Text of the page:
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'We are running out of time' after Cyclone Idai

March 23, 2019

With heavily-populated areas of Mozambique now covered by a massive lake, survivors of Cyclone Idai face disease and hunger. Aid agencies say time is running out for the victims.

An Oryx helicopter from the SANDF (South African National Defence Forces) flies during an air relief drop mission over the flooded area around Beira
Image: Getty Images/AFP/M. Vermaak

The death toll from Cyclone Idai topped 600 people on Friday, with aid agencies warning much more suffering could be on the way in southeast Africa. Over a week after the powerful storm hit Mozambique and neighboring Zimbabwe and Malawi, survivors now face threat of disease and lack of medical supplies.

"We are running out of time, it is at a critical point here," the United Nations children's agency (UNICEF) chief Henrietta Fore told AFP news agency. She warned hygiene and safe drinking water are absolute priorities.

"There's stagnant water, it's not draining, decomposing bodies, lack of good hygiene and sanitation," Fore said. "We are worried about cholera, about malaria, because of the stagnant water."

Read more: Cyclone Idai wreaks havoc across southeastern Africa

Death toll to increase

According to UNICEF, thousands of people are staying in improvised camps with grossly inadequate living conditions, while hundreds of thousands of children need urgent help.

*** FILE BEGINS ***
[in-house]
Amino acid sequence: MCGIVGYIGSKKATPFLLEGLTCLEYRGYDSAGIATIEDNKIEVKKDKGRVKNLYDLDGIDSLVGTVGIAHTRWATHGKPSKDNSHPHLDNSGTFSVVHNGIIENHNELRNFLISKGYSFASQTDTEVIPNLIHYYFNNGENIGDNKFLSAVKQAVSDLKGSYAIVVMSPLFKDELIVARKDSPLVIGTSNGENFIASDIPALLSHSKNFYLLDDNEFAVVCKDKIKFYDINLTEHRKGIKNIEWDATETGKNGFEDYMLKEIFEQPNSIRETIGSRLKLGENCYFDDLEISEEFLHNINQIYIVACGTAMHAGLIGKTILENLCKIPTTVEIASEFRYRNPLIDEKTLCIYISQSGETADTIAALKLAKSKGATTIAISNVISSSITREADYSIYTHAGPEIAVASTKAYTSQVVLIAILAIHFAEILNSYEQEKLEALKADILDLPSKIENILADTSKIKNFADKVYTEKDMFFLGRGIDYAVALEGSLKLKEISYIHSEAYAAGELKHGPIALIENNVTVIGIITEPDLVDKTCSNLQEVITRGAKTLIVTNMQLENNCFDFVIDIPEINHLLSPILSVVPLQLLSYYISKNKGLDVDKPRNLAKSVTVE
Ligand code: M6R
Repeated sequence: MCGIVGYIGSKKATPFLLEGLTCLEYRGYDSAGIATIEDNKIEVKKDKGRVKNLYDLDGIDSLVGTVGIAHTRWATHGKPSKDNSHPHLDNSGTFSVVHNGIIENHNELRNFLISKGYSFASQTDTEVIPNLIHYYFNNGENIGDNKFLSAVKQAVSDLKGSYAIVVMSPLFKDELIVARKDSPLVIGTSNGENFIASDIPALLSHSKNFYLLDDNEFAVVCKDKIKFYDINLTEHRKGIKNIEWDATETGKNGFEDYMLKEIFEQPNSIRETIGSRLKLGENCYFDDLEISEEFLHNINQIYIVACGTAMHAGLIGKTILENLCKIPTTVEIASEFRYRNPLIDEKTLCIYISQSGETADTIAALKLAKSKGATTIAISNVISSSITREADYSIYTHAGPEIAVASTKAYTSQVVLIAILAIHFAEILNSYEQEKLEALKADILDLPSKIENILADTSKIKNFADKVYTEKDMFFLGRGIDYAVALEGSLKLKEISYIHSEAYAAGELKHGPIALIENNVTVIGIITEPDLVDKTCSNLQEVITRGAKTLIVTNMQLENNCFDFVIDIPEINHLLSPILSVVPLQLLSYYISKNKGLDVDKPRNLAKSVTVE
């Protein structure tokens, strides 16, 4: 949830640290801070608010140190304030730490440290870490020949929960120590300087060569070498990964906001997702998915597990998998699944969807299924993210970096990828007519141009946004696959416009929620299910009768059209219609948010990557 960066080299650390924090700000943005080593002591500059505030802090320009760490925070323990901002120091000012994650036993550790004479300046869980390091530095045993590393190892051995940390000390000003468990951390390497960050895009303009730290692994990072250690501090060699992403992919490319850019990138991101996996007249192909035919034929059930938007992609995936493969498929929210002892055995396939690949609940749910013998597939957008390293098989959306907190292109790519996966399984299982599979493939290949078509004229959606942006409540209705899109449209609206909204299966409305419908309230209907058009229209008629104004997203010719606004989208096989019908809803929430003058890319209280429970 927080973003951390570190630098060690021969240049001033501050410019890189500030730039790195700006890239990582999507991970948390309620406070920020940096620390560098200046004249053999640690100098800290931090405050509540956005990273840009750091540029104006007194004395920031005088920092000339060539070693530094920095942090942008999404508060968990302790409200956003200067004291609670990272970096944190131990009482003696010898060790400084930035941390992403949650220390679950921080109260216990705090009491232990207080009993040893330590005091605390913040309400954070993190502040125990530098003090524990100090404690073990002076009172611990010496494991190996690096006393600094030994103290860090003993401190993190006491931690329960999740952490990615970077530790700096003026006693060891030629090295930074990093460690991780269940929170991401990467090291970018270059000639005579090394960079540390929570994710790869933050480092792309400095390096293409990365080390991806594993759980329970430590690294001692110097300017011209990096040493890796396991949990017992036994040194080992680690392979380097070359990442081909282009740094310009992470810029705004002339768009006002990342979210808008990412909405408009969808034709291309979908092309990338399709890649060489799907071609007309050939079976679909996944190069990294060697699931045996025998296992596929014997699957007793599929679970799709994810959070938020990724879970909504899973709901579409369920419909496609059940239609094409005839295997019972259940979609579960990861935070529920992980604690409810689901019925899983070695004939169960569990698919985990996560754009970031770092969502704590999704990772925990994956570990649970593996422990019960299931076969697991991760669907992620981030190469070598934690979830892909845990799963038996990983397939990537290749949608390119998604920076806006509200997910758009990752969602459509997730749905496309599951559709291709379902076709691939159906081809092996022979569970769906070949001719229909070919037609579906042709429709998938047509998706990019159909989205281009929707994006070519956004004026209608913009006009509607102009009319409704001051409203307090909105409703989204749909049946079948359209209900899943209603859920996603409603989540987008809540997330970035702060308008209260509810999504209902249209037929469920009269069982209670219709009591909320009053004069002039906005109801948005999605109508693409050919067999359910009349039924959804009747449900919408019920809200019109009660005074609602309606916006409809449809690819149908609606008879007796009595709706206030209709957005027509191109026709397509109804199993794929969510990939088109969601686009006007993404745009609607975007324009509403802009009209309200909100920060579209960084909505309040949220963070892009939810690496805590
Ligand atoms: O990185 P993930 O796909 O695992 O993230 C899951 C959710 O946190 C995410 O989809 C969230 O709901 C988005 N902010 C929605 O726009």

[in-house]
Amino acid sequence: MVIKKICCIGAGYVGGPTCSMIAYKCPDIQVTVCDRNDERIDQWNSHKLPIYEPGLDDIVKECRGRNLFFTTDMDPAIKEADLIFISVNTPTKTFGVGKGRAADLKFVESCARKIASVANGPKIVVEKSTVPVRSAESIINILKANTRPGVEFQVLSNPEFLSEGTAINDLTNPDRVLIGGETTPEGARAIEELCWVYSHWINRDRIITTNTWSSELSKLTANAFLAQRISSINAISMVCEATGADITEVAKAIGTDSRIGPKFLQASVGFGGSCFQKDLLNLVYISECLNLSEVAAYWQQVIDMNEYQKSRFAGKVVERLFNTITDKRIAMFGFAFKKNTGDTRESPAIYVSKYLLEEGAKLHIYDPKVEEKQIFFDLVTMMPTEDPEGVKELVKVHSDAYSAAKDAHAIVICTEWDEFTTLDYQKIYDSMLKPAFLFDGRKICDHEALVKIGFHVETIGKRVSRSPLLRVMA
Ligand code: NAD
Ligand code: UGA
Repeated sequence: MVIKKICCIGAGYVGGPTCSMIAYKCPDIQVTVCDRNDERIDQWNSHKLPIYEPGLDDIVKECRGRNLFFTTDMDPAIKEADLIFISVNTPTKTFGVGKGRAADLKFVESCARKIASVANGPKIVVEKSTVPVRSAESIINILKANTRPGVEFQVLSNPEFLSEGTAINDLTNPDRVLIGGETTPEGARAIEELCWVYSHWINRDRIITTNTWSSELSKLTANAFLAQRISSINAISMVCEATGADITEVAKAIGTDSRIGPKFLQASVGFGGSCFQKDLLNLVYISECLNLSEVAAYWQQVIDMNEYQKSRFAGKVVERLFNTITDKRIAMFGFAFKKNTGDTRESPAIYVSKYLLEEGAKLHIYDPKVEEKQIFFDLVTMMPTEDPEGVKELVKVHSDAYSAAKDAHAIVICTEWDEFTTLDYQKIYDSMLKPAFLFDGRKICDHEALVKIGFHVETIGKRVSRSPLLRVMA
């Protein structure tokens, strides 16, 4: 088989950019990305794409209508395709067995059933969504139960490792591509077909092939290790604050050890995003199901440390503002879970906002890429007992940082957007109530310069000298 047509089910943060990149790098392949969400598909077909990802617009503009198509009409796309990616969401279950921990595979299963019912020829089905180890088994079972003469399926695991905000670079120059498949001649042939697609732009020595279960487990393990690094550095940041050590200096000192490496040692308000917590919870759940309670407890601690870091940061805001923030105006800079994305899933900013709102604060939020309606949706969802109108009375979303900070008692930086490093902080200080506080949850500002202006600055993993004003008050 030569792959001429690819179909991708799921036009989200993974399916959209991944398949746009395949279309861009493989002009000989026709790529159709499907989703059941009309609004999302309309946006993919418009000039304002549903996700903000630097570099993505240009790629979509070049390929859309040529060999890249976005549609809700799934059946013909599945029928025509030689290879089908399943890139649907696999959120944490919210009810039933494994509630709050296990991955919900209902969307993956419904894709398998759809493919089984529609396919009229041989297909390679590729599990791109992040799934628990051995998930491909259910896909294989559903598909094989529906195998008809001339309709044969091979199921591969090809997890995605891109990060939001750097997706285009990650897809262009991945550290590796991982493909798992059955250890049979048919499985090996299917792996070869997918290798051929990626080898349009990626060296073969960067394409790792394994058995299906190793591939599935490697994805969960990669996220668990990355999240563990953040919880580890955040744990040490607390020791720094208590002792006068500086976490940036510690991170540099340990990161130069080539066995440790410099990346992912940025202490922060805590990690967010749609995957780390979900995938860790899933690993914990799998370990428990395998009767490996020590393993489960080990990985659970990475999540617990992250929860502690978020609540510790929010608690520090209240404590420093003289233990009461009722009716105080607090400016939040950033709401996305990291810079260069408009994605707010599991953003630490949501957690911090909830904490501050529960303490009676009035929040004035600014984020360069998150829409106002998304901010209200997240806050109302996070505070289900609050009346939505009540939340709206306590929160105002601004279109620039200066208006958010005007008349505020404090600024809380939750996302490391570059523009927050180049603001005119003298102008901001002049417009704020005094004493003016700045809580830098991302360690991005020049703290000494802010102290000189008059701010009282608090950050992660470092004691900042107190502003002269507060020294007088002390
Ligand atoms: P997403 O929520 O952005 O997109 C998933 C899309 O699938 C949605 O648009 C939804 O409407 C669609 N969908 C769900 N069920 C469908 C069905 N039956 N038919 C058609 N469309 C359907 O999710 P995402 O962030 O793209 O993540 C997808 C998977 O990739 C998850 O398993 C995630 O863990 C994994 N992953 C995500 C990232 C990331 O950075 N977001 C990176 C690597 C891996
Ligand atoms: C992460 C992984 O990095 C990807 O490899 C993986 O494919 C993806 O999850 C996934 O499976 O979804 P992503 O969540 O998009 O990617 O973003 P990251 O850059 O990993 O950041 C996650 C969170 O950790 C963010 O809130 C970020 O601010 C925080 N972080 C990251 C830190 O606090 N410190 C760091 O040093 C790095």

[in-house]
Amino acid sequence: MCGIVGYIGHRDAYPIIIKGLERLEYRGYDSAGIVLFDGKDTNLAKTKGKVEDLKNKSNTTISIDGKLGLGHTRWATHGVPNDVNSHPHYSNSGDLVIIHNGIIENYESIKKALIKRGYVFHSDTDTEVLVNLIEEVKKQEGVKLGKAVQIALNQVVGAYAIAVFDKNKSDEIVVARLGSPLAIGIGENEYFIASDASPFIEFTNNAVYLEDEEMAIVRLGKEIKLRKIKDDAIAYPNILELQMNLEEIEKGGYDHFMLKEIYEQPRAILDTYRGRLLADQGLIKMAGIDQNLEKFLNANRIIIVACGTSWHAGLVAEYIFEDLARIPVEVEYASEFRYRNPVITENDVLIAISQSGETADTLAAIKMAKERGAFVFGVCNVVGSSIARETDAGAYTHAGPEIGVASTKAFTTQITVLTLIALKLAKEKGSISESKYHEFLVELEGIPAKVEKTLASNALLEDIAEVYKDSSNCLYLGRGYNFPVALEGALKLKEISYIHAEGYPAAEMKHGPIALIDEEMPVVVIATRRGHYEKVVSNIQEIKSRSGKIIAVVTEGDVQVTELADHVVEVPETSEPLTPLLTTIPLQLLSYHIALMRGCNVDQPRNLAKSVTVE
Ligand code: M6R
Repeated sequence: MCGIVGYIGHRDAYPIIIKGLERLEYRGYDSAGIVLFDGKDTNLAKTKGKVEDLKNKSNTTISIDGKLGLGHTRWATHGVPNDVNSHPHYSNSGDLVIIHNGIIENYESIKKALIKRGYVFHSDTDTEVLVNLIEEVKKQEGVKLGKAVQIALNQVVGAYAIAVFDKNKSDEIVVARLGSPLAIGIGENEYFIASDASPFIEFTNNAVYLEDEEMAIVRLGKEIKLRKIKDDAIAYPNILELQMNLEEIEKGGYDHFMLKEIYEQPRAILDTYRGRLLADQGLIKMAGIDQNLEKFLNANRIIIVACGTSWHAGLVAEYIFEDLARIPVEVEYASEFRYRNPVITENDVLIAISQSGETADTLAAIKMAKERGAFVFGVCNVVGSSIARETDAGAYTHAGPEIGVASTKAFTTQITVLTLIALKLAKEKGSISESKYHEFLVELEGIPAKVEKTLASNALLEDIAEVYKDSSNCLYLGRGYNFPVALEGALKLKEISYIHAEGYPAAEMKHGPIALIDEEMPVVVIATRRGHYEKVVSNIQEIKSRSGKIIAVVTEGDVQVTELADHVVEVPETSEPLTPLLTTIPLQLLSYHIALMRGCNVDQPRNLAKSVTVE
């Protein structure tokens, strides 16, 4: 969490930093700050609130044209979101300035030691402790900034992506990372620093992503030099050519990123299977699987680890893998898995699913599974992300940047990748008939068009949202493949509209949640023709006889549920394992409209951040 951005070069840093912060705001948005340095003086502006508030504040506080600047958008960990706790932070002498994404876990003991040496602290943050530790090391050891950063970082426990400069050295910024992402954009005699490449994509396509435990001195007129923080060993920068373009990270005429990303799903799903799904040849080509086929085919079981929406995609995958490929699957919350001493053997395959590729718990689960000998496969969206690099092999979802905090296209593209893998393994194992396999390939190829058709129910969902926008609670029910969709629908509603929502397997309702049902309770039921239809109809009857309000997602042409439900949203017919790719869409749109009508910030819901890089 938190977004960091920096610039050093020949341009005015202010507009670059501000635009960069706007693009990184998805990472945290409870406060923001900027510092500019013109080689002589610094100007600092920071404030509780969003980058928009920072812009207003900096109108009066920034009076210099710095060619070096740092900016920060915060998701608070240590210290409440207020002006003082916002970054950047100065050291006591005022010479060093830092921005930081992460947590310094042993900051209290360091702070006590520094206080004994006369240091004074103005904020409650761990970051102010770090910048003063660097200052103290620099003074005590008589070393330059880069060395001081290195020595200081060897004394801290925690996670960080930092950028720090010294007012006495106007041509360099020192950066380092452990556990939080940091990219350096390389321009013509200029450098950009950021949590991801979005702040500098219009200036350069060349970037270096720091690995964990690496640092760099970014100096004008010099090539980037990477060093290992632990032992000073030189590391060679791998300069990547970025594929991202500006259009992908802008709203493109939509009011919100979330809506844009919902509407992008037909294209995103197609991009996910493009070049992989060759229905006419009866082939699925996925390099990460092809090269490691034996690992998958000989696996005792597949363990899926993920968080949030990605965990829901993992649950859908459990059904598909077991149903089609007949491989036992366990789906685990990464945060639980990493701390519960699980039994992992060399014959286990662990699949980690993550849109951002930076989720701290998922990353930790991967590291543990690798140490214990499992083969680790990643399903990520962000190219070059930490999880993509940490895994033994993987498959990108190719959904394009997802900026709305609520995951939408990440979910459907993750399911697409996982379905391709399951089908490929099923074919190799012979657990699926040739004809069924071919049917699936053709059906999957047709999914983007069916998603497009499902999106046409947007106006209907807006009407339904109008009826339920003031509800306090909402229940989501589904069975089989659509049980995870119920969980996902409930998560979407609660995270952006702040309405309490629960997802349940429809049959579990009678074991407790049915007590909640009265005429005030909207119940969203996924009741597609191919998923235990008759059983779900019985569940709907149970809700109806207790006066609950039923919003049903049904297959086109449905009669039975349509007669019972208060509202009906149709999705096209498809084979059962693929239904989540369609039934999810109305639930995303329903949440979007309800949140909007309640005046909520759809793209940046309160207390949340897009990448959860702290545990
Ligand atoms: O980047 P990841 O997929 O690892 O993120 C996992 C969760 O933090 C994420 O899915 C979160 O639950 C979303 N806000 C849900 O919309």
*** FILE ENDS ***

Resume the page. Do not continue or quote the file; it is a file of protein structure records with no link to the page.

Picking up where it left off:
The death toll will likely increase massively, with thousands believed to have died in Mozambique where flooding has created a 125-kilometer (78-mile) wide lake, devastating an area previously populated by hundreds of thousands of people. The World Food Program (WFP) declared the flood crisis a level three emergency, putting it in the same bracket with Yemen, Syria and South Sudan.

At this stage of the rescue effort, there were almost no survivors being recovered from rooftops and trees, Mozambique's disaster management agency said.

Read more: After Cyclone Idai, 'Beira has found itself in the dark'

UN calls for support

Current relief efforts "are nowhere near the scale and magnitude of the problem," and the situation is likely to worsen, said Secretary-General of the International Federation of Red Cross and Red Crescent Societies Elhadj As Sy.

"The situation is simply horrendous. There is no other way to describe it," As Sy said after touring camps. "Three thousand people who are living in a school that has 15 classrooms and six, only six, toilets. You can imagine how much we are sitting on a water and sanitation ticking bomb."

UN Secretary-General Antonio Guterres urged the international community to boost its support.

About 1.7 million people have been affected by the storm and hundreds are still missing, according to the UN emergency aid agency OCHA. The Category 4 storm could be one of the biggest cyclone disasters south of the equator, according to the World Meteorological Organization.

aw/dj (AFP, dpa, Reuters)

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